Milky Way from Segara Anak, Indonesia. Image: Abdul Azis via Getty Images
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Something near the center of our galaxy, the Milky Way, is spitting out bizarre radio signals that have baffled scientists, a new study reports.
The unidentified radio source blinks for weeks at a time only to suddenly turn off, a pattern that doesn’t line up any known space objects. The discovery is just the latest oddity that has been revealed by increasingly sensitive radio telescopes, which have exposed subtleties on puzzles rapid radio bursts and identified huge formations called Odd Radio Circles.
Scientists led by Ziteng Wang, a doctoral student in astronomy at the University of Sydney in Australia, first spotted the strange object in observations captured by the Australian Square Kilometer Array Pathfinder (ASKAP), a sophisticated radio network located in Western Australia.
The mysterious source, known as ASKAP J173608.2-321635, “may represent part of a new class of objects discovered through radio imaging readings,” according to a study to appear in The Journal of Astrophysics, that was posted to the arXiv preprint server.
“The strangest property of this source is that it is highly polarized,” Wang said in an email. “Our eye cannot distinguish circularly polarized light from unpolarized light, but ASKAP has the equivalent of polarized sunglasses to filter it out. This kind of source is really rare.
“To add to the mystery, the source of the radio signals turns on and off irregularly,” he continued. “The brightness of this source can change dramatically, fading in a single day, but sometimes it can last for a few weeks. “
The team saw the source ignite six times in ASKAP data from January to September 2020, with signal strength varying by a factor of 100. To better read the puzzling object, the researchers asked for observation time on a wide range of powerful telescopes currently in use. They were able to spot it last February with the MeerKAT telescope from South Africa and again in April with the Australian Telescope Compact Array.
Wang and his colleagues also looked for counterparts of radio signals in other wavelengths, such as infrared light or x-rays, using two NASA space telescopes: the Neil Gehrels Swift Observatory and the Chandra X-ray observatory. Interestingly, no sign of ASKAP J173608.2−321635 has appeared in these bands of the electromagnetic spectrum, further compounding the dilemma of its source.
“As the source was discovered using radio telescopes and was not seen at other wavelengths, further follow-up observations at other wavelengths would help us reveal the nature of the source, ”Wang said. “For example, a higher resolution observation would help us locate the source more precisely and could potentially help us find the counterpart in optical wavelengths.”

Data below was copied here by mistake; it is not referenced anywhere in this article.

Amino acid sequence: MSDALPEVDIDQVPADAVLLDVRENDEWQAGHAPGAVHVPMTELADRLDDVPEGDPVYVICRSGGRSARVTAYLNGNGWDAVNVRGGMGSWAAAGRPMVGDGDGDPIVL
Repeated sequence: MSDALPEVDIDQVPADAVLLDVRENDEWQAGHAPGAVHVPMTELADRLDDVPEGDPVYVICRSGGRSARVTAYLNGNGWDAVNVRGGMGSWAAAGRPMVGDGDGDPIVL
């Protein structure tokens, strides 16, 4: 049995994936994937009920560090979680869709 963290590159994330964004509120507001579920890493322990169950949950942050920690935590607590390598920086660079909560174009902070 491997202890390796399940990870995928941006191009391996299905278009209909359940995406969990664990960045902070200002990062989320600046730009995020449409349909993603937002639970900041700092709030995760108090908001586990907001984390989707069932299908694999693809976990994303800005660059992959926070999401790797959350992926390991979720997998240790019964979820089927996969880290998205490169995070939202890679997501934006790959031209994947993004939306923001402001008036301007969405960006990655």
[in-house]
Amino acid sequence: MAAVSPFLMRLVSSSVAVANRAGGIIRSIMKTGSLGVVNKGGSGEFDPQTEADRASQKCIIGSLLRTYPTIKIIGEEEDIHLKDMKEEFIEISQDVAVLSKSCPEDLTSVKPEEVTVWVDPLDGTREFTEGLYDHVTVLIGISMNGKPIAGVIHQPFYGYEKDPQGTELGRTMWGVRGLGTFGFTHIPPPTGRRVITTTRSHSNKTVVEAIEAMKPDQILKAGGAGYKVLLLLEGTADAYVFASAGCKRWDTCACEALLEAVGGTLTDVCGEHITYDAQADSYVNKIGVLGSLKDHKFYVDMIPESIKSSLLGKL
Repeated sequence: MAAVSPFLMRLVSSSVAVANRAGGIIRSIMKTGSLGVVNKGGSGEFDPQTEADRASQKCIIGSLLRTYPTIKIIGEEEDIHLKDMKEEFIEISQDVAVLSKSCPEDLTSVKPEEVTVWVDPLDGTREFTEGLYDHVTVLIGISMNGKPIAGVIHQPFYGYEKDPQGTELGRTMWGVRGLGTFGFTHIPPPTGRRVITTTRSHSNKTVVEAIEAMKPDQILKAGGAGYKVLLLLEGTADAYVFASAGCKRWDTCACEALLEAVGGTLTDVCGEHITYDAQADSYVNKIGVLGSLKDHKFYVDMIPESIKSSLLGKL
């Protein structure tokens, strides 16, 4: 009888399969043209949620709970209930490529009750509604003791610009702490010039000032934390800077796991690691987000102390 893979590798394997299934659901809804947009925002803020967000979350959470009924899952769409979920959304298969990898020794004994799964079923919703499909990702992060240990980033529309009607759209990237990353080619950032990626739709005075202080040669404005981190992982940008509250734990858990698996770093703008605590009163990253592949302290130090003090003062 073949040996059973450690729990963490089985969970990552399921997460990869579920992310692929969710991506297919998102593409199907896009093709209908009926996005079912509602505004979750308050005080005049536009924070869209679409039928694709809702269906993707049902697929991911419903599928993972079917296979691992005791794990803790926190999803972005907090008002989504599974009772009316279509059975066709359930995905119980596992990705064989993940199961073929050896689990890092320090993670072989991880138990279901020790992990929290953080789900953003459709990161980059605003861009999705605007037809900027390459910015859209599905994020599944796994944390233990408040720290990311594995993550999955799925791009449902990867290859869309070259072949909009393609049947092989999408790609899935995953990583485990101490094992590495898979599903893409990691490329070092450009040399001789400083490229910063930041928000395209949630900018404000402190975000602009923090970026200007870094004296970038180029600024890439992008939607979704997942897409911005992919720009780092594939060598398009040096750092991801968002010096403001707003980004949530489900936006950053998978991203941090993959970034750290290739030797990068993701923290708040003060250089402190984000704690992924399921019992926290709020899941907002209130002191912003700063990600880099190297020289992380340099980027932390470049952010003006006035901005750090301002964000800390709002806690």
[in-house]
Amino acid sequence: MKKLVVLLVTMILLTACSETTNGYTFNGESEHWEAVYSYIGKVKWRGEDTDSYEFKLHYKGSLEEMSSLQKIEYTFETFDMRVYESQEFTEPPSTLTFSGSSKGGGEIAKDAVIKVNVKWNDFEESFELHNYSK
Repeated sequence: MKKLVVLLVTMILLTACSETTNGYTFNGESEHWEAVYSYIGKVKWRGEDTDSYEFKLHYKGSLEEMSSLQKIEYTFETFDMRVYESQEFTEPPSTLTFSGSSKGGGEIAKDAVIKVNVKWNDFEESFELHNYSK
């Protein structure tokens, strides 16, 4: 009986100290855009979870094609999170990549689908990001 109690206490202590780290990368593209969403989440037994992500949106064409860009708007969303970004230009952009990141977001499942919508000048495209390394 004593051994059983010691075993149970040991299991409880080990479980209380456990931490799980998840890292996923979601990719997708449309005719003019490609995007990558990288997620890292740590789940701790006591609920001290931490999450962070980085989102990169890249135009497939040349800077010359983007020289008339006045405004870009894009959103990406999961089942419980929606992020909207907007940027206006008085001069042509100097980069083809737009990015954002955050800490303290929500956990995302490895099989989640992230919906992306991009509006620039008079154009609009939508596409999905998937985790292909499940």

The team considered many possible origins for radio signals, but each explanation has its own drawbacks.
Some low mass stars have been observed spitting out radio polarized flares, but unlike ASKAP J173608.2−321635, they flash at other wavelengths. The source signals are also reminiscent of those emitted by pulsars or magnetars, which rapidly spin dead stars. However, these objects normally produce some sort of steady rhythm, while the new source may blink for weeks, turn off in a day, and appear absent for months.
“We thought this source could be a pulsar (a dead star) or a flaming star based on what we saw in the VAST data,” Wang said, referring to ASKAP’s VAST survey. “But other observations have shown that these two scenarios cannot explain the behavior of the source.”
Another tempting possibility is that ASKAP J173608.2-321635 is an unidentified object type called Galactic Center Radio Transient (GCRT). Scientists first spotted these short-lived radio events 20 years ago, and a handful of them have been identified near the galactic center since then.
The ASKAP J173608.2−321635 and GCRTs both emit highly polarized radio light with no x-ray counterpart, but the new source also differs from known GCRTs in the patterns and timescales of its signals. It is not clear either that the GCRT even share a common origin, which makes difficult the correspondence between ASKAP J173608.2−321635 and these little understood phenomena.
“We haven’t seen how the source comes on – if we get a chance to see this, we may be able to find out more about this source,” Wang noted.
Ultimately, no known object fully explains the strange signals. Future observations could shed light on this mysterious object at the center of the Milky Way – and possibly find more objects like this – which “may help us better understand extreme astrophysical phenomena,” according to the study. .
“If this source is an example of a previously unknown class of objects, it would be interesting to study these types of sources to better understand their origin,” Wang concluded. “Maybe we could use this type of source as a clue to research something exciting, like the expansion of the universe or the fate of the stars.”